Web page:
International Competition: Characteristics and Trends
A record 950 submissions were received for this year’s International Competition. After a six-month screening process, a final selection of fifteen works including nine films and six video works was reached.
Expressing significant developments succinctly is not an easy task considering the broad scope of change found in the sheer volume of entries, but I have attempted to introduce some major themes.
Borderless works where production, shooting and themes cannot be contained within the confines of a singular unit of nationality have emerged progressively over the last ten years. Examples of this trend in this year’s festival include Darwin’s Nightmare, whose Austrian director offers an example of globalization in his depiction of Tanzania where the release of the Nile Perch into Lake Victoria has spawned an even harsher reality; and The 3 Rooms of Melancholia from a Finnish director who trained her lens on children living in the middle of the Chechen War.
Similar changes can be seen with regard to the nationality of certain films. Joint productions between two or even three countries including the country of origin are no longer a rare occurrence, thus rendering it difficult to categorize and perceive documentaries on the basis of their nationality or region.
Peace from a Personal Viewpoint
Numerous submissions focused on the Israel-Palestine issue, exploring roads toward peace via the unique viewpoints and methods of their creators. Route 181, which sets out on a journey along the borderline dividing Palestine created by United Nations Resolution 181, is the product of a collaborative effort between Israeli and Palestinian filmmakers that consequently shares their respective stances.
Dissecting Society with One’s Own Eyes
There were also many works where the filmmaker journeyed to a location to shoot a topic covered by newspapers and television, and then proceeded to dissect events and society at large from the filmmakers’ own perspective.
Final Solution looks at tensions between Hindus and Muslims in India, while In the Shadow of the Palms tells a story of Iraq is coming to grips with the ‘freedom’ and ‘democracy’ given to them by the U.S. military, beginning in the days prior to the launch of the offensive and extending beyond.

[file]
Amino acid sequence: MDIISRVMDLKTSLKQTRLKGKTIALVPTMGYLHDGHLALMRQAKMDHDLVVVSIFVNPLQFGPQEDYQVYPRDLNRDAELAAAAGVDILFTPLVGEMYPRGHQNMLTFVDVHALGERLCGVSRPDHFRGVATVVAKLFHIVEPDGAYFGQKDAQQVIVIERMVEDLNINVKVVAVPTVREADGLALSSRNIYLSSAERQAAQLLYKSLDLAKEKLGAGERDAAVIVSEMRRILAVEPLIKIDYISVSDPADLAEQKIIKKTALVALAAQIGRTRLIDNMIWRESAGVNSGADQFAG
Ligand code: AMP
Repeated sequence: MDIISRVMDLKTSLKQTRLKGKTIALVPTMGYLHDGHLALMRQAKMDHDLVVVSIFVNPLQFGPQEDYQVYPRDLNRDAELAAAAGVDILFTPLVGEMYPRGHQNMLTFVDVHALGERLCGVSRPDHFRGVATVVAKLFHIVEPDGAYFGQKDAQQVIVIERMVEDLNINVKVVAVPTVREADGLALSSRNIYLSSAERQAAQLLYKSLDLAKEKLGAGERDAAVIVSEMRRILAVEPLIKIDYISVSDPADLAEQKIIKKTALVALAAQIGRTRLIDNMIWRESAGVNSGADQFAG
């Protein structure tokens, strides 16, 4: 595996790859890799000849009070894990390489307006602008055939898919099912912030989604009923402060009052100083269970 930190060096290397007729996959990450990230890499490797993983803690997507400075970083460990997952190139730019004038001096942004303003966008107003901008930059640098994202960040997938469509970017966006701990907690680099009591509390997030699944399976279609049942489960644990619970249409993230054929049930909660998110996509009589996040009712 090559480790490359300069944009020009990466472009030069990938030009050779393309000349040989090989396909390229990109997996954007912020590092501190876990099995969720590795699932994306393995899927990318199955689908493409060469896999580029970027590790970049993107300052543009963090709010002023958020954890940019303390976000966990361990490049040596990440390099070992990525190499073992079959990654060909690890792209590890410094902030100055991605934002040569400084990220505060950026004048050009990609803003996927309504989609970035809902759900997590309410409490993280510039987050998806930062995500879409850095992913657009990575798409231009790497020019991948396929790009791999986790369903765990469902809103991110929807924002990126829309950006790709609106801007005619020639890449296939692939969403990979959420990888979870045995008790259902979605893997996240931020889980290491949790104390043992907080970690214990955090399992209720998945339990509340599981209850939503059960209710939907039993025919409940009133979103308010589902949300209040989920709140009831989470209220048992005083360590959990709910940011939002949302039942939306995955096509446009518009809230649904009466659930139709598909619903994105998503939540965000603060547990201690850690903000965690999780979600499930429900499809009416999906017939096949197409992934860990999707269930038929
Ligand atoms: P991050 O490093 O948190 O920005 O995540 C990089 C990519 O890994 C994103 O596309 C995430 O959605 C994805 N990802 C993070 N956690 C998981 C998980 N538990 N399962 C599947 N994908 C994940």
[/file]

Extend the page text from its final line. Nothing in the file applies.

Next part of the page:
From Individual to Society
The advent of video has led to the rise of self-made films shot from a personal viewpoint that deal with subjects immediate to the filmmaker. However in recent years, an increasing number of works delving into the origins of the filmmakers themselves, their families, friends, or certain places, are going beyond the individual to observe larger social realities.
About A Farm depicts the state of modern agriculture in a Finland buffeted by the changing times, through an observation of the everyday lives of one family.
Yamagata once again
As in previous years, we received new films from directors who had submitted their work to past festivals or were members of the festival jury, which reinforces the importance of this festival’s continuity and represents an ongoing opportunity to view individual filmographies in progress. In addition, filmmakers who have been inspired by interaction and discussion with festival participants and audiences will be invited to Yamagata once again, to receive further inspiration. . . . One gains a real sense that a cycle stimulating film production already exists here in Yamagata.
Such films include The People of Angkor by Cambodian director Rithy Panh, International Competition finalist for the third consecutive festival; Justice by Maria Ramos, New Asian Currents finalist in 1995 for I Think What I Want To Say Is . . .; and Cinema Invisible-The Book by Kees Hin, whose A Language with a Stranger featured in YIDFF ’99’s World Special Program.
Documentary filmmaking continues to transform in concert with worldwide movements, as various themes intersect with the sensibilities of the filmmakers. One might say that these fifteen works that manifest the international documentary scene also illustrate the diversity of the genre.
I hope that many of you will be able to take the opportunity to view these powerful works on screen at the Yamagata International Documentary Film Festival 2005 this October. We look forward to seeing you there.
—Asano Fujiko, International Competition Coordinator, the YIDFF Yamagata Office
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